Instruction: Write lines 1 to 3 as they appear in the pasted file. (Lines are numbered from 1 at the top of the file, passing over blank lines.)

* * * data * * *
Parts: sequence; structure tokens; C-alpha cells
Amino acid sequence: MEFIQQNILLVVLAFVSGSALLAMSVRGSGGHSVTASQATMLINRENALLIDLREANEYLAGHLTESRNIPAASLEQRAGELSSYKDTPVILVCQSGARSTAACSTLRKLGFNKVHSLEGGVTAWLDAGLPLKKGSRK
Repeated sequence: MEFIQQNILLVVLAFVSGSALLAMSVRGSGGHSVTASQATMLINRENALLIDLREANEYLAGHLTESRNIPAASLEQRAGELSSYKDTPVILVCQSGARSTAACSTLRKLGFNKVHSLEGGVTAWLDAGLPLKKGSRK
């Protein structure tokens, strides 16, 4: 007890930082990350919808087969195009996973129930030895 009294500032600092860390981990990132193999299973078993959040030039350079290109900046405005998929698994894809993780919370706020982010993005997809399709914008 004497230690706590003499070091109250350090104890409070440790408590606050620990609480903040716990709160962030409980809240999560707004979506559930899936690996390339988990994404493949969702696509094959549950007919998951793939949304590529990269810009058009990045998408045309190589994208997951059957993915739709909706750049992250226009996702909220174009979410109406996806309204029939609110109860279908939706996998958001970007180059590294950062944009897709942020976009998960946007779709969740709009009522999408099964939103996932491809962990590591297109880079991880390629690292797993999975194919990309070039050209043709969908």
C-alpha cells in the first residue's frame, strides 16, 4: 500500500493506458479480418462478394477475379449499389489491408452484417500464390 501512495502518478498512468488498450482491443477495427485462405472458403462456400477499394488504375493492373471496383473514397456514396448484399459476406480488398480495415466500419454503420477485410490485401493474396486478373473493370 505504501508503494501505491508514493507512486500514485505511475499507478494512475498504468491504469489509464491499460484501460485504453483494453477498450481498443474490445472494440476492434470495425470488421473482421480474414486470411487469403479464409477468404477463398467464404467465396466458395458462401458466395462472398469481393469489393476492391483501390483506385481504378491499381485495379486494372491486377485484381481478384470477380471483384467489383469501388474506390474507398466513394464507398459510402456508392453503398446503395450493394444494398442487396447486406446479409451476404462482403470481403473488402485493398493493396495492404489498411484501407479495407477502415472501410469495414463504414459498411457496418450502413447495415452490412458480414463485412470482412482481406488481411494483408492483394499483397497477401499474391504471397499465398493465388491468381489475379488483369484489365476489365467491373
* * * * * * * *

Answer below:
Parts: sequence; structure tokens; C-alpha cells
Amino acid sequence: MEFIQQNILLVVLAFVSGSALLAMSVRGSGGHSVTASQATMLINRENALLIDLREANEYLAGHLTESRNIPAASLEQRAGELSSYKDTPVILVCQSGARSTAACSTLRKLGFNKVHSLEGGVTAWLDAGLPLKKGSRK
Repeated sequence: MEFIQQNILLVVLAFVSGSALLAMSVRGSGGHSVTASQATMLINRENALLIDLREANEYLAGHLTESRNIPAASLEQRAGELSSYKDTPVILVCQSGARSTAACSTLRKLGFNKVHSLEGGVTAWLDAGLPLKKGSRK